An outfitter that first opened its doors in Algonquin Provincial Park more than 60 years ago continues to grow within the fabled 7,600-square-kilometer canoeist’s paradise in Ontario. The family-owned Algonquin Outfitters set up shop on Oxtongue Lake in 1961. The outfitter has expanded in the decades since to operate over 12 locations both within Algonquin Park and on its periphery.

In mid-January 2023, Algonquin Outfitters announced they had won the lease to the store on the edge of Canoe Lake, celebrating their 13th business establishment.

Algonquin Outfitters Expands to Operate Canoe Lake Store

“The team at Algonquin Outfitters is excited to announce that after an open tender process, Ontario Parks has selected us to be the operator of the Canoe Lake Store concession (known as The Portage Store) in Algonquin Park, starting this season,” Rich and Sue Swift, the owners of Algonquin Outfitters, shared in a recent press release.

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Rich’s father Bill Swift founded the outfitter. The family name is also  behind Swift Canoes, including the aptly labeled Algonquin model. Rich grew up a part of the Algonquin Park community and began working for his family’s business in 1976. By the 1980s, Rich and his brother Bill Swift Jr. became driving forces in expanding the outfit’s reach. The latest addition of the concession on Canoe Lake adds to Rich’s legacy, 47 years and counting, of growth with Algonquin Outfitters.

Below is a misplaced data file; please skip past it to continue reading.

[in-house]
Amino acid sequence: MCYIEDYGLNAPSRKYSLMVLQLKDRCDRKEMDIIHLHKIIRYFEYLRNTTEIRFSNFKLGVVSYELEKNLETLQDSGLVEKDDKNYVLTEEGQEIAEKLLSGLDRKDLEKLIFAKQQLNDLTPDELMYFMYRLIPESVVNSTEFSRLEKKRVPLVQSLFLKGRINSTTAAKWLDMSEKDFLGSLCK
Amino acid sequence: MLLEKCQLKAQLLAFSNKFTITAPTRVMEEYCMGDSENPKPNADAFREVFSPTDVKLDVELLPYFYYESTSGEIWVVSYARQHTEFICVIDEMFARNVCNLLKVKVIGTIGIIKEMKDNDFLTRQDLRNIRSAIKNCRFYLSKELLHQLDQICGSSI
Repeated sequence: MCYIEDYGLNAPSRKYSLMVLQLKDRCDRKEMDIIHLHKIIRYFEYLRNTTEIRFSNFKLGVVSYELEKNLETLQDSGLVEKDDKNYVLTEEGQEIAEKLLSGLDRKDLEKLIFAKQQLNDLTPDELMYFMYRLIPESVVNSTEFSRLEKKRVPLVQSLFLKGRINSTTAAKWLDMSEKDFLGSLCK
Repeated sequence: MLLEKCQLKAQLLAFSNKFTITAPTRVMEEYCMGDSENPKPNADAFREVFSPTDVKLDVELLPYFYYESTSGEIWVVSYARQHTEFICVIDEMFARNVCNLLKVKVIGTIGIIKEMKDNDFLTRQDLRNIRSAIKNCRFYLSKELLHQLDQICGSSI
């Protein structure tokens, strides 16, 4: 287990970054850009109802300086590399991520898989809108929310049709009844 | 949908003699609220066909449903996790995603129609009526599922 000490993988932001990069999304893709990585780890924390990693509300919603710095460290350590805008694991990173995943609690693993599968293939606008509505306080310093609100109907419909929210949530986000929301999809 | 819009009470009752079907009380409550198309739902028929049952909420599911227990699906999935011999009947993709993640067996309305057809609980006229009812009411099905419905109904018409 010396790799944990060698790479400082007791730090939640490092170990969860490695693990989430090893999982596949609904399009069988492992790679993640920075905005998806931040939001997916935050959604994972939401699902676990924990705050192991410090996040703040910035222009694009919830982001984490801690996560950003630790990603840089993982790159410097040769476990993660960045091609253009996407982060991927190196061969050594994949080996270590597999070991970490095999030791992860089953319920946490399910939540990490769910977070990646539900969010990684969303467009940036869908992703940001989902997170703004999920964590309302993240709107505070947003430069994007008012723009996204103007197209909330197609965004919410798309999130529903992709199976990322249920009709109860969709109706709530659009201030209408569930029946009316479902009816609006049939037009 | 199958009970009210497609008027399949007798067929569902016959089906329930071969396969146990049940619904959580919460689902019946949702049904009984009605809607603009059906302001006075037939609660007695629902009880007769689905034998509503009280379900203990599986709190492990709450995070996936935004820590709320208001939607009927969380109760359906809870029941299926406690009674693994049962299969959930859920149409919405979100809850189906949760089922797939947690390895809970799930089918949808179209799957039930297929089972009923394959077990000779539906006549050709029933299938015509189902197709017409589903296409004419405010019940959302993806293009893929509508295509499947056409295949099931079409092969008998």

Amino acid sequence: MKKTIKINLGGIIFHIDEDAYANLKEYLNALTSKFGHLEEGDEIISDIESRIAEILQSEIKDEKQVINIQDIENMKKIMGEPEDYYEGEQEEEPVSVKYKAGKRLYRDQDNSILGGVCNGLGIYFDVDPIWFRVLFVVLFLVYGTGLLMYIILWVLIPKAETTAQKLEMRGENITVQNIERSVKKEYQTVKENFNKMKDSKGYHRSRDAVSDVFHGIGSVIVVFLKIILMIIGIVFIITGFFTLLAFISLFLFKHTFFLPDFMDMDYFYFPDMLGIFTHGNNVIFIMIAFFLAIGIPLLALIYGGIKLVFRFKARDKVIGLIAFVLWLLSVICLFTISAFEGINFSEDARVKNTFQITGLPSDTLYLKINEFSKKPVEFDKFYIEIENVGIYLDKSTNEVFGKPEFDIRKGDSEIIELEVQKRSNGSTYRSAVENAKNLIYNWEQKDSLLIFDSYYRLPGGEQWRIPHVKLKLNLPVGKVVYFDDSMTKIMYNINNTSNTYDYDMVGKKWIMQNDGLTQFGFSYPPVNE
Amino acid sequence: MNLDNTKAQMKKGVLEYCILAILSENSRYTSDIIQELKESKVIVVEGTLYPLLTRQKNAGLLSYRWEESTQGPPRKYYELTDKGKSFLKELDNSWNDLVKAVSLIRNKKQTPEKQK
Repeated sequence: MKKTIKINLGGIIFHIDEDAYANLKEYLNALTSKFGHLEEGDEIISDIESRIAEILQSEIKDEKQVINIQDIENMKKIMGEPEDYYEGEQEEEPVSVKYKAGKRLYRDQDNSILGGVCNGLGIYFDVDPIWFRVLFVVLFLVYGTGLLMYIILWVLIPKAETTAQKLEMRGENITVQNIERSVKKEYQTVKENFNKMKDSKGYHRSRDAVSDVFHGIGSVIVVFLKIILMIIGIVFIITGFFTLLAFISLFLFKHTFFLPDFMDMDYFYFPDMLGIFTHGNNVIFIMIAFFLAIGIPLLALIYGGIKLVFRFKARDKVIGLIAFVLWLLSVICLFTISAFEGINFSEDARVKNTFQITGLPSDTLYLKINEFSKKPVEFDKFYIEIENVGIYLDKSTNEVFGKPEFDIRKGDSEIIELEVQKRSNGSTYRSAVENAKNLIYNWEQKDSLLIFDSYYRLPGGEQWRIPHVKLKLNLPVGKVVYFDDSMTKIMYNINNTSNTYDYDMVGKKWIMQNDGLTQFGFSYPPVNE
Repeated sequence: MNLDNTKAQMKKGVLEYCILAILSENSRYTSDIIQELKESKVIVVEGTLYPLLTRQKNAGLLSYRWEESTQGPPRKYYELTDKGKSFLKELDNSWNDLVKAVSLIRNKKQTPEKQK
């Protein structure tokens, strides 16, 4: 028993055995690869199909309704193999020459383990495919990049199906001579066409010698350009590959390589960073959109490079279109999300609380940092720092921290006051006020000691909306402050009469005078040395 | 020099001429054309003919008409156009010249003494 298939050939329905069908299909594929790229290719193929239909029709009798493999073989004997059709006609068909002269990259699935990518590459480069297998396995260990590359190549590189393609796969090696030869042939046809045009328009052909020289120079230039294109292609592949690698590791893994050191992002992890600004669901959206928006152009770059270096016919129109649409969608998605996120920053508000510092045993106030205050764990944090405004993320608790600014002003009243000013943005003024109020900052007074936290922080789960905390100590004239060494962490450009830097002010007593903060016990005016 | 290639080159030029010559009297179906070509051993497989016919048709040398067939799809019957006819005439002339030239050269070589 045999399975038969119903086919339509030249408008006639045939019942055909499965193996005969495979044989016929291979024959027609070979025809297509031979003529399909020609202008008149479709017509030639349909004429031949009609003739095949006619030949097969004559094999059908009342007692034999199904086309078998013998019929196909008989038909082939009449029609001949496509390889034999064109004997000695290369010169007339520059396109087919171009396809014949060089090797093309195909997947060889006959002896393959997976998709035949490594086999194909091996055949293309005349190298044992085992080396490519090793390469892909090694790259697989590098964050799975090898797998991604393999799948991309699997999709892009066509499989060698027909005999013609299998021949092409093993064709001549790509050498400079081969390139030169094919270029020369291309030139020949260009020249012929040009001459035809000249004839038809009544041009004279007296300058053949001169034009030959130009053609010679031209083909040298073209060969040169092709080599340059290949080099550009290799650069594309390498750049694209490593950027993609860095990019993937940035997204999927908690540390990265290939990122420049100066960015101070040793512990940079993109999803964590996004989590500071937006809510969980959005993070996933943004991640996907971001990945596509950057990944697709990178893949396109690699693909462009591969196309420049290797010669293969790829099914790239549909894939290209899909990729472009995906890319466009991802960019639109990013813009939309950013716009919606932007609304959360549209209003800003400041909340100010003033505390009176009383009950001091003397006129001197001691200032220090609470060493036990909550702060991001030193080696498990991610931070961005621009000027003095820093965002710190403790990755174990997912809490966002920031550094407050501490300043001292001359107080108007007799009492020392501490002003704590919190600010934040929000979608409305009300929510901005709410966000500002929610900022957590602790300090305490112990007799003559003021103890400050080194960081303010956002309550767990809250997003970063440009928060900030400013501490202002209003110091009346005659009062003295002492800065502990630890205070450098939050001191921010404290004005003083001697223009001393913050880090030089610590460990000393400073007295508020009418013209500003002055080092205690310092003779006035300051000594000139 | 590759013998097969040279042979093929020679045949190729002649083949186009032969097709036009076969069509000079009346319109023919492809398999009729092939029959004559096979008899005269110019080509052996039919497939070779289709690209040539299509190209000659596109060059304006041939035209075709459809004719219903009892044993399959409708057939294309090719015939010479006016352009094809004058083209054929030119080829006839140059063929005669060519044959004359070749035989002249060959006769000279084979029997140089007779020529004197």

Portage Store Algonquin Outfitters
The restaurant building and docks at Canoe Lake. Image: Courtesy of Algonquin Outfitters

Legacy Of The Portage Store

The store on Canoe Lake known as the Portage Store was an institution that’s been soaked with nostalgia within canoeing circles since it opened in the 1930s. Located in the heart of the Park, the Portage Store was both an outfitter and restaurant—a place to rent gear, grab a rewarding post-trip burger and meet up with fellow paddlers. For the last 47 it has been run by one family: Sven and Donna Miglin.

Ontario Parks owns the physical buildings on Canoe Lake, which through an open tender process is leased to a chosen operator. Every 10 years the lease is up for renewal and potential operators are invited to place bids to become the concessionaire. The 10-year lease is a process that’s intended to financially benefit the province.

The awarding of the lease to Algonquin Outfitters has not been met without criticism. While most commentary has respectful words for how the company operates, paddlers have also noted the Park concessions have turned into a monopoly. The three paddling facilities located within Park boundaries are all now operated by Algonquin Outfitters, along with the Lake of Two Rivers Cafe and Store.

Most directly, the province’s decision impacts the previous operator of the Portage Store, Sven Miglin, whose family business of nearly half a century has essentially been shuttered.

“I’ve got 47 years worth of history,” Miglin shared in an interview with Cottage Life. “My kids were partners in the company and now they’re looking for jobs. It’s pretty stressful.”